FIG. 6 is a flow diagram showing a technique for storing component models according to a preferred embodiment of the invention.
FIG. 7 is a flow diagram showing a technique for retrieving component models according to a preferred embodiment of the invention.
A preferred embodiment of the present invention is now described with reference to the Figures where like reference numbers indicate identical or functionally similar elements. Also in the Figures, the left most digit of each reference number corresponds to the Figure in which the reference number is first used.
The invention is directed to a component model generator having a number of innovative features, for example the component model generator defines rules associated with two or more properties of component models. Each rule defines a property value based on one or more additional property values of the component model. Storing a component model using the invention requires less memory than previous systems because only certain property values (exception values) are stored for each component model, instead of storing all property values. Property values that are not exception values are automatically generated using the rules.
FIG. 1 illustrates one embodiment of the present invention that includes a processor 102 and memory 104, 106. In the preferred embodiment non-volatile memory 104 and volatile memory 106 are used. A plurality of rules 108, property lists 109 and component models 110 are stored within the non-volatile memory 104. Each rule 108 defines a relationship between two or more properties. A property is a feature or attribute unique to a specific component model or common to a plurality of component models. Each component model is associated with a group of properties 109. Within a component model each associated property has a value. If this value is not determinable from a rule 108 then this value is stored with the component model 110 as an exception value 112 or is not stored and has a null value.
Within the volatile memory 106 are four major modules. A language interpreter 114 interprets the rules 108. A nonvolatile memory management module 116 retrieves information from and stores information to the non-volatile memory 104. A component generator 118 creates the component models. A user interface 120 enables a user to interact with the component model generator 100. A more detailed description of each of these modules is set forth below.
FIG. 2 illustrates a more detailed environment in which the preferred embodiment of the invention resides. In the preferred embodiment the processor 102 is a microprocessor of a UNIX workstation 202. The non-volatile memory 104 is a hard disk storage device 204. In the preferred embodiment the microprocessor 202 does not directly communicate with the hard disk storage 204. However, in alternative embodiments, the hard disk storage 204 is coupled directly to the microprocessor 202. Rules 108 are stored within the hard disk storage 204 as List Processing (LISP) language routines 208. Property groups 109 are stored as sub-groups, sub-lists, or views of properties, e.g., an electrical property group 209. Component models 210 are stored within the hard disk storage 204 as a component name 211 and a list of exception values 212. The volatile memory 106 is a workstation random access memory (RAM) 206. The language interpreter 114 is a LISP interpreter 214. A database management system (DBMS) 216 such as "ObjectStore" from Object Design, Inc., Burlington Mass., is used as the non-volatile memory management module 116. A graphical user interface (GUI) 220, such as X-windows, from the Massachusetts Institute of Technology (MIT), is used as the user interface 120. In the preferred embodiment, the component generator 118 is the component information workbench (CIWB) 218. The CIWB 218 is described in greater detail below with reference to FIG. 3.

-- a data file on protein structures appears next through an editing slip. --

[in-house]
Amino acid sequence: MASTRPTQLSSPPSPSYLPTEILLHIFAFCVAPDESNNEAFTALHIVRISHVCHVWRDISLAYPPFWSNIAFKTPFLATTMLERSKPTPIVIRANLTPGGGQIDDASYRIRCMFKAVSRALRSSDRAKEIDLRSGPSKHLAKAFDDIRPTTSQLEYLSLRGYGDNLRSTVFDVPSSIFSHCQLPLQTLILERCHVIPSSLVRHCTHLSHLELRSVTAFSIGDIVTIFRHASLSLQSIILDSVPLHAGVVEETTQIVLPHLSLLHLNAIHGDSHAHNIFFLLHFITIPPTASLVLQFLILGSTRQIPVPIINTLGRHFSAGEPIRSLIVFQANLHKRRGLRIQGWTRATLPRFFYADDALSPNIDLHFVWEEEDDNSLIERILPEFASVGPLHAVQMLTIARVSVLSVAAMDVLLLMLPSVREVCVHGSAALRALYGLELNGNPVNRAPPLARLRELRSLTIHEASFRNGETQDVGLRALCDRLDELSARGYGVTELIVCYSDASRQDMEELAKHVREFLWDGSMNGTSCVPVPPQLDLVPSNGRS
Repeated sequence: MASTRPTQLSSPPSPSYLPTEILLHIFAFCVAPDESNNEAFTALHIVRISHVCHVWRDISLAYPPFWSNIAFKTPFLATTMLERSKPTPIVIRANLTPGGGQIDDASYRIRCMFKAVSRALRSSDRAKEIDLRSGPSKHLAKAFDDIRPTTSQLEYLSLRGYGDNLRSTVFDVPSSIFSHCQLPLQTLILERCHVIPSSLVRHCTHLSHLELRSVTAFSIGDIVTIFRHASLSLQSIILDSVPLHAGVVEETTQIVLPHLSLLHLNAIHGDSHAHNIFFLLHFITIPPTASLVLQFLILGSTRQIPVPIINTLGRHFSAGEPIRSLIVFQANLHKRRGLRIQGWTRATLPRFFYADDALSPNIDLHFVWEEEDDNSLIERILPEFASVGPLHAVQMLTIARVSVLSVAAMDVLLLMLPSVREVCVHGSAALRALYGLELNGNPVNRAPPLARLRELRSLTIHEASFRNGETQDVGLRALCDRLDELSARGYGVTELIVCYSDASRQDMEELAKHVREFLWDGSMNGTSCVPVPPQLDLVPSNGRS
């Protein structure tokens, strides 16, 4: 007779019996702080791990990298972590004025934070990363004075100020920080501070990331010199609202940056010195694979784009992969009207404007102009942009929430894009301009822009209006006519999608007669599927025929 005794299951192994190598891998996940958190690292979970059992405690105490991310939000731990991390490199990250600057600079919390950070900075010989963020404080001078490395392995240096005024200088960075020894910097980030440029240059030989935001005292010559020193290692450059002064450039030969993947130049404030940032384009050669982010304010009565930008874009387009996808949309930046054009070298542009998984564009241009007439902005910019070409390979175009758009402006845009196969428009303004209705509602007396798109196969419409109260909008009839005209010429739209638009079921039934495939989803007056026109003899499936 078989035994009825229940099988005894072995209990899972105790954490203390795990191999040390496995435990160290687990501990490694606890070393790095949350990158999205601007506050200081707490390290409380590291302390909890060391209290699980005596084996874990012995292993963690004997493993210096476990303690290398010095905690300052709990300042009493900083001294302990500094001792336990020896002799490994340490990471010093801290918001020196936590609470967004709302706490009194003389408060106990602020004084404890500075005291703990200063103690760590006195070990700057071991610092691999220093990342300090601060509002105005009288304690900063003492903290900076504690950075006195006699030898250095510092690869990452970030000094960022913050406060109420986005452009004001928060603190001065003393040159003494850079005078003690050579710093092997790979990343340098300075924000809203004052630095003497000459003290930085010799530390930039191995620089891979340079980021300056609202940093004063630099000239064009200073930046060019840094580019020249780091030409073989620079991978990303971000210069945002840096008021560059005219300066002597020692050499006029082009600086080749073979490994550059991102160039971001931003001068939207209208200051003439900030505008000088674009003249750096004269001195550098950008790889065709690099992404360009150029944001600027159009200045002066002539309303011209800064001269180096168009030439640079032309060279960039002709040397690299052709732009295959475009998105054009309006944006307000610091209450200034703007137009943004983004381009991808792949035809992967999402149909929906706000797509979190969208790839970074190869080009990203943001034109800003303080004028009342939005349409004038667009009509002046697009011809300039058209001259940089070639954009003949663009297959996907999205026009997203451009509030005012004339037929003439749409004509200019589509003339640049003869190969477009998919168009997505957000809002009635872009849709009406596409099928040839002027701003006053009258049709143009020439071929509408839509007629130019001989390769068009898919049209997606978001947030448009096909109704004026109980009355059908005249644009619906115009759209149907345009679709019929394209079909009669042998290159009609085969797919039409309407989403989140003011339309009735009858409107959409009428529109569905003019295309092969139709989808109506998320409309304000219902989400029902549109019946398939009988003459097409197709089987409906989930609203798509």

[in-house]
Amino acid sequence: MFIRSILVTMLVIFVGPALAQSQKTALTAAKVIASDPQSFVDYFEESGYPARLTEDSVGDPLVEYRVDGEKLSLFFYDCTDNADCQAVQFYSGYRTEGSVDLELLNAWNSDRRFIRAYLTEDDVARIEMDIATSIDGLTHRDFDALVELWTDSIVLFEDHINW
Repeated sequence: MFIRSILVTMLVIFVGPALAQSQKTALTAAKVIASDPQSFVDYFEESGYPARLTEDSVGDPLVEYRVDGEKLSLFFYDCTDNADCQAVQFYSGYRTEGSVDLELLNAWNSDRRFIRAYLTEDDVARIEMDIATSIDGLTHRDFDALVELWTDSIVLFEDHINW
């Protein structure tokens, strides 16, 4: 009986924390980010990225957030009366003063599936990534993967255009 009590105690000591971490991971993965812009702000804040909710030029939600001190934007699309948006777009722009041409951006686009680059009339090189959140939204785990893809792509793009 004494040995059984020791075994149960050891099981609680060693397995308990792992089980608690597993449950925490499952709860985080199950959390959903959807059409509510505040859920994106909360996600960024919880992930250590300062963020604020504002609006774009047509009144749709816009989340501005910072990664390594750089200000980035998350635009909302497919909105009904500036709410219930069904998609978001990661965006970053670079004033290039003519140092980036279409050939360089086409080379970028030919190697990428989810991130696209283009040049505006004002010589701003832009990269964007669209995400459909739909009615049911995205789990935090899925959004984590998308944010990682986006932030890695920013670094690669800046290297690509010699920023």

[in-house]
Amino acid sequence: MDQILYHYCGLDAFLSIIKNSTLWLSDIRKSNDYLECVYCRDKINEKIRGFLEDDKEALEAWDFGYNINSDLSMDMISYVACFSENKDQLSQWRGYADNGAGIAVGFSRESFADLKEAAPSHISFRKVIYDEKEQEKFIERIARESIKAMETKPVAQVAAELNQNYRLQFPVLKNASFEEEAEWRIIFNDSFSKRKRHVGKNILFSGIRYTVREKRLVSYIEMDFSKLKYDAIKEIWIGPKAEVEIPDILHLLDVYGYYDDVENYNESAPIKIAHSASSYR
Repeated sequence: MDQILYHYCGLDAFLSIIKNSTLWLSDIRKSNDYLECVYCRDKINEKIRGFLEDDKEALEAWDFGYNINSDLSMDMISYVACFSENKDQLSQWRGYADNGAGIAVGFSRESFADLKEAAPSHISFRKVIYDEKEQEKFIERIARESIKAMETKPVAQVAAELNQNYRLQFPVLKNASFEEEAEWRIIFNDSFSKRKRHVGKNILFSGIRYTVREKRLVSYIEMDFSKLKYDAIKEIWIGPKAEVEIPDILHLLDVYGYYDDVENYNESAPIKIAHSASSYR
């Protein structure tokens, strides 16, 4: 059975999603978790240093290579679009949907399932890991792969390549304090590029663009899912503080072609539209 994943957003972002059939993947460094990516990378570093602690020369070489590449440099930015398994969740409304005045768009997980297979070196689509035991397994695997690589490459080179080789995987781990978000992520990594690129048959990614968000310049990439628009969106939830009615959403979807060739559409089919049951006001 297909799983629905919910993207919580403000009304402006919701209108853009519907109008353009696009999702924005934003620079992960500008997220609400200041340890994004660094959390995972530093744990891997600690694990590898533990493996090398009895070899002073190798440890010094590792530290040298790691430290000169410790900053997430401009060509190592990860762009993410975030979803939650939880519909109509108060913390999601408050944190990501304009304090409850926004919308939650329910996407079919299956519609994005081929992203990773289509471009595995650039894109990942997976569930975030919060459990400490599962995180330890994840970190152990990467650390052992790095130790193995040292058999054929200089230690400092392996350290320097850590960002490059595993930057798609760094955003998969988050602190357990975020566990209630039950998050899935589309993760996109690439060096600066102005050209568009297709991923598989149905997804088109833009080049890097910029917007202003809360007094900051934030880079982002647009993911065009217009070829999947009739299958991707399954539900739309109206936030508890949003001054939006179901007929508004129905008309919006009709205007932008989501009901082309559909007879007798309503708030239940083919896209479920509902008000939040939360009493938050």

FIG. 3 is a detailed illustration of the CIWB 218 of the present invention. A detailed description of the functions performed by the modules 302-314 is given below with respect to the descriptions of FIGS. 4-7. A component/exception storing module 302 communicates with the DBMS 216 to store component models 210 on the hard disk storage 204. A rule input/output module 304 communicates with the DBMS 216 to receive rules from and to store rules in the hard disk storage 204. A component exception retrieving module 306 communicates with the DBMS 216 to retrieve component models 210 from the hard disk storage 204. A rule evaluator 308 receives a component model 210 and the rules 208. The rule evaluator 308 then communicates with the LISP interpreter 214 and evaluates the rules 208 to define property values for the component model 210.
A component definition module 310 communicates with the GUI 220 to enable a user to define and edit the property values, including the exception values 212, of each component model 210. A rule definition module 312 communicates with the GUI 220 or with a text editor (not shown) to enable a user to define and edit rules. A component viewing/exporting module 314 exports component model information outside the CIWB 218, e.g., to export information to an application specific integrated circuit (ASIC) design system. A feature of the preferred embodiment is that the component viewing/exporting module 314 does not distinguish between component property values derived from rules 208 and component property values defined by exception values 212. The result is that the component viewing/exporting module 314 is an interface that is independent of the techniques used to derive the property values for each component model 210. Therefore, the present invention obviates any incompatibility between the component model generator 200 and devices retrieving information from the design library, e.g., an ASIC design system.